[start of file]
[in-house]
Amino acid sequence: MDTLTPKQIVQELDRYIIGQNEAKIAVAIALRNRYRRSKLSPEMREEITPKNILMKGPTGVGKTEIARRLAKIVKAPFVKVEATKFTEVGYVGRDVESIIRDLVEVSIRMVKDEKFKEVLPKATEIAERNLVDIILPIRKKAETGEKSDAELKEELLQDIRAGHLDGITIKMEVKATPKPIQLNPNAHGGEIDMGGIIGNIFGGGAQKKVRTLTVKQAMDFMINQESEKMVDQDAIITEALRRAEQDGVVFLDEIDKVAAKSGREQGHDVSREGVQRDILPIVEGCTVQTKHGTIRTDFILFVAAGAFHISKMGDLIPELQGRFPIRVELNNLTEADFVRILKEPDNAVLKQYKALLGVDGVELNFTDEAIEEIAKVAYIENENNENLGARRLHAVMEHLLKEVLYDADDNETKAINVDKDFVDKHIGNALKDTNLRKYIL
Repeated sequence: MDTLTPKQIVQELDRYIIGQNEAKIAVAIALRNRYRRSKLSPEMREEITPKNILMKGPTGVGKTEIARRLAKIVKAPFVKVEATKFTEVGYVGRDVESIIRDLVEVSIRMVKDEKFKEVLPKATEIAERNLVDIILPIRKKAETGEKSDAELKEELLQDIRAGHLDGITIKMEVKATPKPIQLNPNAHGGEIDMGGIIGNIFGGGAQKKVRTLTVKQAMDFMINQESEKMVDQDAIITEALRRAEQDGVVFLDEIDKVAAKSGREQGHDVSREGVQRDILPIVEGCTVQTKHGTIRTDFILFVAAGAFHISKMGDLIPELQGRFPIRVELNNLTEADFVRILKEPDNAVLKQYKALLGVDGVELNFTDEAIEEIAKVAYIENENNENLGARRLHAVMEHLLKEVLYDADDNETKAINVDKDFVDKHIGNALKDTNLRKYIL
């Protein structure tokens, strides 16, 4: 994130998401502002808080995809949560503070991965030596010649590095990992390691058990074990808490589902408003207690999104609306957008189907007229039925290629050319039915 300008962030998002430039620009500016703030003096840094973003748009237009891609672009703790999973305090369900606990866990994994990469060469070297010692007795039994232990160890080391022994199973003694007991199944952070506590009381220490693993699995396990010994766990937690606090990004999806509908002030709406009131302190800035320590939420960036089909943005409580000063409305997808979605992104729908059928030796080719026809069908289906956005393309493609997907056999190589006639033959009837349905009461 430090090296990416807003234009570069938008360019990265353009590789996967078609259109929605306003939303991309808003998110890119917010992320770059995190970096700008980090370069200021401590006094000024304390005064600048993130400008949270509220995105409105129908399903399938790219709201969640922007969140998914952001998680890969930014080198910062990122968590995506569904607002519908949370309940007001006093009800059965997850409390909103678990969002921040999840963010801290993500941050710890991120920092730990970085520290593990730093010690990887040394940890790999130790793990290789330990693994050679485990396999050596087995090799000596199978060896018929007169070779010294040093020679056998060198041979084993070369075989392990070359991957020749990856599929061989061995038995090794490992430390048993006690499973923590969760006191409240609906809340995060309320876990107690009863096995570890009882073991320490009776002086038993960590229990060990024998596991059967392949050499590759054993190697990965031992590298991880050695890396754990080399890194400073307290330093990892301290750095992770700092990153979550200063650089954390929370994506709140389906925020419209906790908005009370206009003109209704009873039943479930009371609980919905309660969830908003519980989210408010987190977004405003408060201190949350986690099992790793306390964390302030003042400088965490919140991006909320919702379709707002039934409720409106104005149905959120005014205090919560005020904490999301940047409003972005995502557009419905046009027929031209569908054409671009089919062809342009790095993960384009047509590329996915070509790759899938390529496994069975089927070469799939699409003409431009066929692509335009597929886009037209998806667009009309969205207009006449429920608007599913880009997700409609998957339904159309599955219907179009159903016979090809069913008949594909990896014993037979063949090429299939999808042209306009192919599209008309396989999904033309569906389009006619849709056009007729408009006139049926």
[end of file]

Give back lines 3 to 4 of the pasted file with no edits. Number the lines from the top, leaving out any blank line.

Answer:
Repeated sequence: MDTLTPKQIVQELDRYIIGQNEAKIAVAIALRNRYRRSKLSPEMREEITPKNILMKGPTGVGKTEIARRLAKIVKAPFVKVEATKFTEVGYVGRDVESIIRDLVEVSIRMVKDEKFKEVLPKATEIAERNLVDIILPIRKKAETGEKSDAELKEELLQDIRAGHLDGITIKMEVKATPKPIQLNPNAHGGEIDMGGIIGNIFGGGAQKKVRTLTVKQAMDFMINQESEKMVDQDAIITEALRRAEQDGVVFLDEIDKVAAKSGREQGHDVSREGVQRDILPIVEGCTVQTKHGTIRTDFILFVAAGAFHISKMGDLIPELQGRFPIRVELNNLTEADFVRILKEPDNAVLKQYKALLGVDGVELNFTDEAIEEIAKVAYIENENNENLGARRLHAVMEHLLKEVLYDADDNETKAINVDKDFVDKHIGNALKDTNLRKYIL
């Protein structure tokens, strides 16, 4: 994130998401502002808080995809949560503070991965030596010649590095990992390691058990074990808490589902408003207690999104609306957008189907007229039925290629050319039915 300008962030998002430039620009500016703030003096840094973003748009237009891609672009703790999973305090369900606990866990994994990469060469070297010692007795039994232990160890080391022994199973003694007991199944952070506590009381220490693993699995396990010994766990937690606090990004999806509908002030709406009131302190800035320590939420960036089909943005409580000063409305997808979605992104729908059928030796080719026809069908289906956005393309493609997907056999190589006639033959009837349905009461 430090090296990416807003234009570069938008360019990265353009590789996967078609259109929605306003939303991309808003998110890119917010992320770059995190970096700008980090370069200021401590006094000024304390005064600048993130400008949270509220995105409105129908399903399938790219709201969640922007969140998914952001998680890969930014080198910062990122968590995506569904607002519908949370309940007001006093009800059965997850409390909103678990969002921040999840963010801290993500941050710890991120920092730990970085520290593990730093010690990887040394940890790999130790793990290789330990693994050679485990396999050596087995090799000596199978060896018929007169070779010294040093020679056998060198041979084993070369075989392990070359991957020749990856599929061989061995038995090794490992430390048993006690499973923590969760006191409240609906809340995060309320876990107690009863096995570890009882073991320490009776002086038993960590229990060990024998596991059967392949050499590759054993190697990965031992590298991880050695890396754990080399890194400073307290330093990892301290750095992770700092990153979550200063650089954390929370994506709140389906925020419209906790908005009370206009003109209704009873039943479930009371609980919905309660969830908003519980989210408010987190977004405003408060201190949350986690099992790793306390964390302030003042400088965490919140991006909320919702379709707002039934409720409106104005149905959120005014205090919560005020904490999301940047409003972005995502557009419905046009027929031209569908054409671009089919062809342009790095993960384009047509590329996915070509790759899938390529496994069975089927070469799939699409003409431009066929692509335009597929886009037209998806667009009309969205207009006449429920608007599913880009997700409609998957339904159309599955219907179009159903016979090809069913008949594909990896014993037979063949090429299939999808042209306009192919599209008309396989999904033309569906389009006619849709056009007729408009006139049926």